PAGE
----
Why do Reindeer have antlers?

Why do Reindeer have antlers?

The Reindeer is observed to have antlers. The male and female reindeer of the species have antlers. The antlers are solid bone tissue with the shape of honey combed structure. The nubs that are coming out of skull support the deer antlers which are more in number ranging from one shaft to 11 branches. The pedicles are permanent structures that are present on the forehead of the deer and the antlers break out from that point every year. In the first year after its birth the young deer will have pedicles on the forehead. The young deer develops the existing pedicles and sprouts further. The pedicles modify into spike like shafts. There is formation of the first branch in the third year. As the years pass by and the deer grows and matures, the antlers grow in size. The antlers grow length wise as well as possess additional branches.
The number of branches on the antlers will determine the age of the deer and their number keeps on increasing with age. During the growth of the bony antlers, the antlers are wrapped with a type of skin called as ‘Velvet’. This skin is inserted with blood vessels which provide the antlers with vitamins and minerals. These nutrients will be used in the growth of the bone and in advancing antler growth. The antler grows for about 2 to 4 months and the velvet will be shed by the antler later. A ring will be created at the base of the antler which sops the supply of blood to the velvet. Due to this, velvet sheds off, gets dried up and falls down. The antler will get regenerated like this and the process will be completed. The shedding of the velvet starts after mating is completed during the fall season.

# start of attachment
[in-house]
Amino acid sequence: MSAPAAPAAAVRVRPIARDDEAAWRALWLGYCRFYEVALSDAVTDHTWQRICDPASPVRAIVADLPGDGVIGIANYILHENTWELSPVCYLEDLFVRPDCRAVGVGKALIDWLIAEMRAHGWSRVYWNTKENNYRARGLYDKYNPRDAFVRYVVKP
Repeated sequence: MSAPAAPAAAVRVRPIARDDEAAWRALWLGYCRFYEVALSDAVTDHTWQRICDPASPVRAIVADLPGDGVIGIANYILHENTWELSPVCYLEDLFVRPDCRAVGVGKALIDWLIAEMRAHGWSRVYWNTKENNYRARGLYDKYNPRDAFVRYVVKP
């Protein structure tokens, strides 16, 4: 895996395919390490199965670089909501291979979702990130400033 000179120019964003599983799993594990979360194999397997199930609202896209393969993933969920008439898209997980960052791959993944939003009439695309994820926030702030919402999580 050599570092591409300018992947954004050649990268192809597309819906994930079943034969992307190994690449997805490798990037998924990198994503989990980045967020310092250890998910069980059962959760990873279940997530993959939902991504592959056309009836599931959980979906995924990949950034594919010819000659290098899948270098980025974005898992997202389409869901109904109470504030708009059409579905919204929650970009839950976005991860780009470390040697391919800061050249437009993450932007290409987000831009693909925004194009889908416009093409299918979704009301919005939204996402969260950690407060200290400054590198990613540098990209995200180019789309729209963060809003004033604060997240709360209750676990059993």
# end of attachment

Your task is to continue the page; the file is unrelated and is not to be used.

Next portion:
Antlers are used by the deer to clear the ground when it snows heavily in winter. This act will help them to find the food and prepare their livelihood. Deer use antlers for its protection and for its defense against predators. The antlers are necessary features of the deer used to represent their eligibility to mate with the female.

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